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Judge rules 3-year-old boy with cancer must receive chemo despite parents’ wishes of wanting to use alternative treatments

They wanted to focus on vitamins and diet — oh, and medicinal cannabis

Image source: WFTS-TV video screenshot

A Florida judge has ruled that a 3-year-old child with cancer must receive chemotherapy treatment despite his parents' wishes to treat the toddler with only alternative medicine.

What's the background?

Doctors diagnosed Noah McAdams with acute lymphoblastic leukemia in April.

The child's parents, Taylor Bland-Ball and Joshua McAdams, allowed their son to go through just one out of three rounds of chemotherapy before they decided to declare him well. Bland-Ball and McAdams credited their child's miraculous "healing" to vitamins, holistic remedies, and dietary changes.

They then fled to Kentucky with Noah after discovering that family services planned to take away the child — who was in desperate need of medically necessary care. Bland-Ball and McAdams said that they were planning to seek other methods of treatment while in Kentucky.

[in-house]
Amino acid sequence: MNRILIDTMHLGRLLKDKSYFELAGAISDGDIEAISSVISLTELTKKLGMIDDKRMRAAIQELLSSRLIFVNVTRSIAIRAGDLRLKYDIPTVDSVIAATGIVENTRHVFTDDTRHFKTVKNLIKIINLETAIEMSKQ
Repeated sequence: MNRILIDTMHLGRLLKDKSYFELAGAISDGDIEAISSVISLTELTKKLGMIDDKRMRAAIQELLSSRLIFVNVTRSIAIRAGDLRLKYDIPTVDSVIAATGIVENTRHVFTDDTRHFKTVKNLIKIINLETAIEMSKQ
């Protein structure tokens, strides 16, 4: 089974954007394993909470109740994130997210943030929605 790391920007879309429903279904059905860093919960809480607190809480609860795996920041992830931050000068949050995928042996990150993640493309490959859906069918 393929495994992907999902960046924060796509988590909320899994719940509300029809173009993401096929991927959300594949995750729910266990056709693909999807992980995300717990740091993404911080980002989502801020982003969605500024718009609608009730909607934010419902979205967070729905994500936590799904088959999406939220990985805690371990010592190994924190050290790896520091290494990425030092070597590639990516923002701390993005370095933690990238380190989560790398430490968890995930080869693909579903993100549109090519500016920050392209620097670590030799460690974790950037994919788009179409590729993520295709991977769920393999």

The family returned to Florida, and the couple lost custody of the child as a result of their inaction. According to CNN, a judge ruled that the child would remain in the custody of the state but would be permitted to live with his grandmother.

What's happening now?

A Hillsborough County judge ruled Wednesday that Noah would continue chemotherapy through its first phase of treatment.

The judge ruled that Bland-Ball and McAdams are welcome to seek alternative treatments in conjunction with their child's chemotherapy, CNN reported. Noah's parents insisted that they wanted to treat their son's cancer with just medicinal cannabis, vitamins, and diet.

The child is scheduled for two more chemotherapy sessions to complete the treatment's first phase. The child will then have bone marrow testing to determine further treatment.

Mike Minardi, an attorney for the family, said that Noah's parents are pleased that they can have a hand in their son's treatment.

"We're just happy the child gets to use alternative treatment, at a minimum to combat side effects of chemotherapy and at a maximum, help cure the leukemia in his body," Minardi said.

Bland-Ball and McAdams are due back in court on June 4-5.

One last thing…
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